Is Your Smartphone Safe From WannaCry Ransomware? Here's Everything You Need To Know
After a severe cyber attack disrupted IT services across the globe last week, many people have been asking questions why it happened. People, agencies, companies and organizations that are affected are asking for help from well-known people and IT companies. Now, the most awaited answer is for the question "Is WannaCry Ransomware also affecting smartphones?"
WannaCry ransomware cyber-attackers believe in the saying "slowly but surely" since it affects computer slowly but fears remain, according to BBC. All computers running Microsoft Windows' outdated system can be affected even if it is a private network. However, it can be compromised, especially for an organization with thousands of people using computers daily.
Cyber-security is now a trend for all hackers and it is like a game of cat and mouse, with gangsters always planning of new ways to attack the system. And since serving clients online is now part of every banks' bread and butter, expect that it is hacker's utmost priority. And since WannaCry is operating a computer by asking to pay something online, this ransomware outbreak is mostly expected to affect establishments on finances.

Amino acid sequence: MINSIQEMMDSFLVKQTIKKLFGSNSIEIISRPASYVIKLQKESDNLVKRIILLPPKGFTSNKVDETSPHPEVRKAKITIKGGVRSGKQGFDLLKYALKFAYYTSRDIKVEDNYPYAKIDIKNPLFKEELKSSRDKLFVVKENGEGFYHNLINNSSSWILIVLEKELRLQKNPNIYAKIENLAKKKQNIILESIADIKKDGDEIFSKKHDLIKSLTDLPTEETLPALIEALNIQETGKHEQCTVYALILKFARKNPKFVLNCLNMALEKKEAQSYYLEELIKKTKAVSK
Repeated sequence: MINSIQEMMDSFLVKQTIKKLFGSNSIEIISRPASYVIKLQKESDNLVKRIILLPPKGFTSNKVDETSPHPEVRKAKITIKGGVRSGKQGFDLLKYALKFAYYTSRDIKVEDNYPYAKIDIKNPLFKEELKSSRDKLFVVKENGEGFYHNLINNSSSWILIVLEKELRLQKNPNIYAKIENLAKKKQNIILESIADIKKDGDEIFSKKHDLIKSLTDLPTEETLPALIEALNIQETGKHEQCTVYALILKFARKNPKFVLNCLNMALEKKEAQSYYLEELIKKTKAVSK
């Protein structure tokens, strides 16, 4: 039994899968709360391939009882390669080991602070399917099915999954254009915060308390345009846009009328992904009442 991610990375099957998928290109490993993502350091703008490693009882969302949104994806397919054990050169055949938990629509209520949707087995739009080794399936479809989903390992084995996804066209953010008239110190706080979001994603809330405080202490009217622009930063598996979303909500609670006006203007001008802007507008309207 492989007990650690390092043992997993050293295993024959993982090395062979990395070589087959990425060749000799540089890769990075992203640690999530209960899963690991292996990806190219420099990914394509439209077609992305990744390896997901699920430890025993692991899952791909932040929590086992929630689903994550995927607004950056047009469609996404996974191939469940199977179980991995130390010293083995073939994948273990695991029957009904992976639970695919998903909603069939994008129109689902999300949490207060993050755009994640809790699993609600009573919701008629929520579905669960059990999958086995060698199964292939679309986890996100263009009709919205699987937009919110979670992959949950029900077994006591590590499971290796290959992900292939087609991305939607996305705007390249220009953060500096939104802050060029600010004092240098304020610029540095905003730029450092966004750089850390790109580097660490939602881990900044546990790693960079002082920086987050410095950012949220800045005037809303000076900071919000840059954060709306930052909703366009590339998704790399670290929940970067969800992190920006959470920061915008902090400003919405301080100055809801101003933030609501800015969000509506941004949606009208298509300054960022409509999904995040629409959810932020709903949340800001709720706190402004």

Millions of Android users are still vulnerable because of a loss of updates. However, the hacker won't be prioritizing smartphones, especially Android mobile devices, since they can't gain money from there. If ever they will get something from a phone or its user, it is just a few amounts of bills or they will just confound files and apps saved on the smartphone device.
Jacob Osborn, a counsel for Goodwin's Privacy and Cybersecurity, explained to CNET that WannaCry is likely to hit "commercial and enterprise machines where somebody is going to pay bitcoins to get it back." Even if there is just a little possibility, smartphones are still at risk. Therefore, it would also be good if Android users will be aware of the WannaCry Ransomware.
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WannaCry was discovered by the NSA and made public by hackers in April. Microsoft did release a patch for the vulnerability in March but computers and networks that didn't update their systems were still at risk.
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